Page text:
The important thing to recall about Novak is that, at his best, he was an ideological rather than a partisan journalist. (A friend of Lyndon Johnson, the journalist was reportedly a registered Democrat until the day he died.) Novak would eventually declare himself to be a "right-wing ideologue." But his columns and comments were often as rough on the Republican establishment as they were on the Democrats.
Novak sojourned in Republican circles, but he tended to think (and probe) harder and deeper than most of the partisans who today pass for conservative journalists. Novak loved politics and policy fights, and covered both with an eye toward detail--and a determination to stir things up--that for many years made his columns required reading. As a young journalist, I spent a good deal of time "talking races" with him--handicapping contests for Congress, governorships and even local offices. Electioneering was our shared passion, although we also talked policy now and again--amusing ourselves when we agreed across ideological lines, as we did in our shared opposition to Republican and Democratic warmaking in the Middle East and southern Asia.
In the days before Novak became an unlikely cable television phenomenon, we passed many an hour weighing the merits of presidents and policies in the press stands at national conventions and political gatherings. Novak always had time to gossip with fellow political reporters, whose company he certainly seemed to prefer to that of politicos.
Even those of us who were unsettled by his coziness with some of the creepier players in the past administration--especially after he helped to reveal the identity of CIA operative Plame as part of a thuggish move by Vice President Dick Cheney's cabal to blunt criticism from Ambassador Joe Wilson--recognized the delight that Novak took in covering politics and in breaking stories.
Some of us also recognized that, like Walter Lippmann, Novak maintained a healthy, and very American, disdain for military adventurism.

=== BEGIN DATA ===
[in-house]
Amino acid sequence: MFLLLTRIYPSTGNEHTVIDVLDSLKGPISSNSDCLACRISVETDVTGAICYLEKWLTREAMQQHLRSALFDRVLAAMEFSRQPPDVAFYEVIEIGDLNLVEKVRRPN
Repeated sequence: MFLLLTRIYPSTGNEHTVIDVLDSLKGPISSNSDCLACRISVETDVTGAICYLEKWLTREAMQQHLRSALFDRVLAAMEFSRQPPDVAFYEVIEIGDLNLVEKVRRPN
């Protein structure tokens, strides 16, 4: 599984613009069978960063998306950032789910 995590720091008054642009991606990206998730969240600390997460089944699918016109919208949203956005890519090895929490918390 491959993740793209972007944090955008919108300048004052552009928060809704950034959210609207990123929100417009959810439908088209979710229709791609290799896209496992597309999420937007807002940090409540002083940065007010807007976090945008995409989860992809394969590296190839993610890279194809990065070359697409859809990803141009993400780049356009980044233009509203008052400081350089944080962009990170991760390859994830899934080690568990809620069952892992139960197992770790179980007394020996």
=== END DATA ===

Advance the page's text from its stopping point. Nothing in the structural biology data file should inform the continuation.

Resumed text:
Novak objected to both George H.W. Bush's Persian Gulf War and to George W. Bush's Iraq invasion and occupation. He also argued for a "balanced" US approach to the conflict between Israel and Palestine. Indeed, while Novak was arguably harder on Jimmy Carter than he was on any other president, the journalist would in 2007 hail Carter, who, Novak wrote, "repeatedly and unequivocally states what Palestinian and Israeli peace advocates view as undeniable: To achieve Israeli-Palestinian peace with all its benefits for the world, Israel must end its illegal and oppressive occupation of the West Bank."
Breaking with most conservatives and virtually all Republicans, Novak argued that "the former president's clarity on the Palestinian question contrasts sharply with the refusal by George W. Bush to face harsh reality that casts a pall over hopes to conclude his presidency with a diplomatic triumph."
Robert Novak wrote these generous words about a Democratic politician with whom he had often disagreed in one of his last columns. This leap across ideological, partisan and personal boundaries is a part of Novak's important, infuriating and profoundly complex journalistic legacy. This is why his legacy will continue to be debated for a good deal longer than Novak himself imagined.
By John Nichols:
Reprinted with permission from The Nation